Wisconsin aluminum coatings company fined more than $170K after worker fatally crushed
A chemical technician working for Crystal Finishing Systems died after an automated crane pinned him between the machine's hook and load bars. OSHA cited the Mosinee, Wis., aluminum coatings employer with 10 safety violations for failing to: guard machines to prevent workers from contacting operating parts; provide personal protective equipment; train workers about hazardous chemicals; and protect workers from walking-working surfaces hazards. The company was proposed fines of $171,169. For more information, read the news release.
Judges approve OSHA settlement agreement with event company and uphold nearly $345K in fines against masonry contractor
An Occupational Safety and Health Review Commission judge approved a settlement agreement between OSHA and Walker International Events after the company contested safety citations. The Florida-based events company was issued 14 serious violations of safety standards after an outdoor circus tent collapsed during a severe thunderstorm in Lancaster, N.H. The company ignored repeated warnings of severe storms. Walker International contested citations issued for violating the agency's General Duty Clause and electrical standards. Under the terms of the agreement, the company: has accepted the citations; confirmed the violations have been corrected; will pay the $24,000 fine; and will not resume operations unless it implements a safety and health program that includes procedures for safely installing outdoor tents. Read the news release for more information.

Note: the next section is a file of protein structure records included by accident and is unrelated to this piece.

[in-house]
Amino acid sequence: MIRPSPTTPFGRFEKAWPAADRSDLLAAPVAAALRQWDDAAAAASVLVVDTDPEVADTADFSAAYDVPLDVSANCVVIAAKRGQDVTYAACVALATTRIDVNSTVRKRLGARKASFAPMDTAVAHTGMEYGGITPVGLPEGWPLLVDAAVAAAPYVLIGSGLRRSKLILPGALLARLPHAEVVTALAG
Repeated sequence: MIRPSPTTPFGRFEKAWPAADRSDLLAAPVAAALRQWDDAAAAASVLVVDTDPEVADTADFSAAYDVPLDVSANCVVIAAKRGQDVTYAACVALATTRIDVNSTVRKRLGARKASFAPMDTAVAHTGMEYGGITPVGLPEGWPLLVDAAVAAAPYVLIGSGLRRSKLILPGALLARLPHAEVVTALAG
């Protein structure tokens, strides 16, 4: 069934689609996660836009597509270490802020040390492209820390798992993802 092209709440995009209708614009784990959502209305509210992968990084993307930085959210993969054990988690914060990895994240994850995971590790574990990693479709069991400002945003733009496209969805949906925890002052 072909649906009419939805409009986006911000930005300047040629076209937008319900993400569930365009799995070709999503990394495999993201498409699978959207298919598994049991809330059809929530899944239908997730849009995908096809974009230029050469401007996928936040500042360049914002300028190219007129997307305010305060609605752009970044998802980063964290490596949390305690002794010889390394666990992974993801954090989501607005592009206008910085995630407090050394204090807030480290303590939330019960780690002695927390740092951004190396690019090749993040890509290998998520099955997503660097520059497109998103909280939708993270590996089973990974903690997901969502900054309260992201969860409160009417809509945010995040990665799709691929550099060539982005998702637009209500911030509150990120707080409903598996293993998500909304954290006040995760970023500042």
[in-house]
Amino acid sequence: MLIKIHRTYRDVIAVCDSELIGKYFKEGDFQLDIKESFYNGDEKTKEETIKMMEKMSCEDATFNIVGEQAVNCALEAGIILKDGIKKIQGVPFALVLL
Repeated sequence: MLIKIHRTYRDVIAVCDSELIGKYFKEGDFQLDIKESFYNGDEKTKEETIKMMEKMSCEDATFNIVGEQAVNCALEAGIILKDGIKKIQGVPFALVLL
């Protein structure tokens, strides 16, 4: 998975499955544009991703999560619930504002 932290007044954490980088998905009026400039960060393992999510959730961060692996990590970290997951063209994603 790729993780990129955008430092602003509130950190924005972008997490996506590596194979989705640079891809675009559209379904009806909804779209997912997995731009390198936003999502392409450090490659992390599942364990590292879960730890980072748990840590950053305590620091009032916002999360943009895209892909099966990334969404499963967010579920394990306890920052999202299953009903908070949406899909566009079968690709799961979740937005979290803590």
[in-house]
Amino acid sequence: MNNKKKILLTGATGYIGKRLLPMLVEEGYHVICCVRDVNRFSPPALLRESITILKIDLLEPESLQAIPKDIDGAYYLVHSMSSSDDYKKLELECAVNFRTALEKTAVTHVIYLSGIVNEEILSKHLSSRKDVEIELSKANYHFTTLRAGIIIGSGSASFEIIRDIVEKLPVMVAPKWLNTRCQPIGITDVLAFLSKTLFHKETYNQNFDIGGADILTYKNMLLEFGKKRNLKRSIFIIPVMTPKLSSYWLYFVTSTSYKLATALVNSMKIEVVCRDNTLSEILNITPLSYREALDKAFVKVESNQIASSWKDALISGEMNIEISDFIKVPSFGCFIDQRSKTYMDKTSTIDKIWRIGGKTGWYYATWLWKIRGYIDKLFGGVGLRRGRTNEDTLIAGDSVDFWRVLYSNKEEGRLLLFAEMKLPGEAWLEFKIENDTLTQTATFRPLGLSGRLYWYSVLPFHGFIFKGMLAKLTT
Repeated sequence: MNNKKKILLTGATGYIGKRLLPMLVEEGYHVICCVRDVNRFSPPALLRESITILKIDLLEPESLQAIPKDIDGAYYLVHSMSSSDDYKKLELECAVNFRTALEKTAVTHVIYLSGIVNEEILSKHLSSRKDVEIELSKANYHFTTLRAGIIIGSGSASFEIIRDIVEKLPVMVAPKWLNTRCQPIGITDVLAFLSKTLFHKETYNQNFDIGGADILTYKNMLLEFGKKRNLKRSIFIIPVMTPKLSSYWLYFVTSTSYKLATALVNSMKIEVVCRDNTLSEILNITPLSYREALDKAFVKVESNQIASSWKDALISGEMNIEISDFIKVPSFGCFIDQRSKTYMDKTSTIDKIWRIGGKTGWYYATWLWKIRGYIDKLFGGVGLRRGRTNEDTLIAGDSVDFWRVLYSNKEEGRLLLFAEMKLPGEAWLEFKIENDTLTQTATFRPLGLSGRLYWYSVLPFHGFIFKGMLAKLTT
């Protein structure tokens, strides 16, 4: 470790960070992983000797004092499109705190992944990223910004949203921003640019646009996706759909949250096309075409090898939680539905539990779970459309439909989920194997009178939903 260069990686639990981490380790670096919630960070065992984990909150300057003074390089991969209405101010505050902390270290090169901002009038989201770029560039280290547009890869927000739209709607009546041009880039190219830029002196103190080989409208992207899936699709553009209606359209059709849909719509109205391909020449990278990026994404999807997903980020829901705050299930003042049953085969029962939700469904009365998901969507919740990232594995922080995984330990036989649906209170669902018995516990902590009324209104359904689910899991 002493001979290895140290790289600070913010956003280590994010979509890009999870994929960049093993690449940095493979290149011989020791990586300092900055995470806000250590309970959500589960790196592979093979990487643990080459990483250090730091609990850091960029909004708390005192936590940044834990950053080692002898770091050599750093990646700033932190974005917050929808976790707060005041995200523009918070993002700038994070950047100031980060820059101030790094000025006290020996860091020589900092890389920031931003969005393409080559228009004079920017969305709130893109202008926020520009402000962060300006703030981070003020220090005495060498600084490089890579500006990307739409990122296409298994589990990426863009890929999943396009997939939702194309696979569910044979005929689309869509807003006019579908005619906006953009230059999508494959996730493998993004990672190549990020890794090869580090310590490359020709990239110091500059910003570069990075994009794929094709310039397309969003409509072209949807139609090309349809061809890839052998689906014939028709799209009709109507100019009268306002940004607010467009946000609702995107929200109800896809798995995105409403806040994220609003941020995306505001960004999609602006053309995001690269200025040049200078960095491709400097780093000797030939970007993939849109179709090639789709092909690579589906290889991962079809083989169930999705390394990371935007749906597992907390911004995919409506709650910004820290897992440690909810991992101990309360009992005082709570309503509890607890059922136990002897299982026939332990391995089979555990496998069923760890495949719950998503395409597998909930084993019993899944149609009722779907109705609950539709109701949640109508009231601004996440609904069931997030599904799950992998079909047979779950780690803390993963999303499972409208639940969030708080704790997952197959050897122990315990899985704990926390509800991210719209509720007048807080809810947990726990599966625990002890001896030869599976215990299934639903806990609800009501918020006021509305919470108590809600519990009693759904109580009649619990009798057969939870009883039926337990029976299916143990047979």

In a separate case, an administrative law judge affirmed nine violations and $344,960 in penalties assessed to J.C. Stucco and Stone. The Lansdowne, Pa., masonry contractor was cited after two OSHA inspections in 2014 found workers exposed to life-threatening scaffolding hazards. J.C. Stucco accepted the citations but requested a hearing with the Occupational Safety and Health Review Commission to examine the appropriateness of the proposed penalties. The Commission upheld the proposed penalties. J.C. Stucco has been cited 41 times since 2011, and was placed in OSHA's Severe Violator Enforcement Program. See the news release for more information.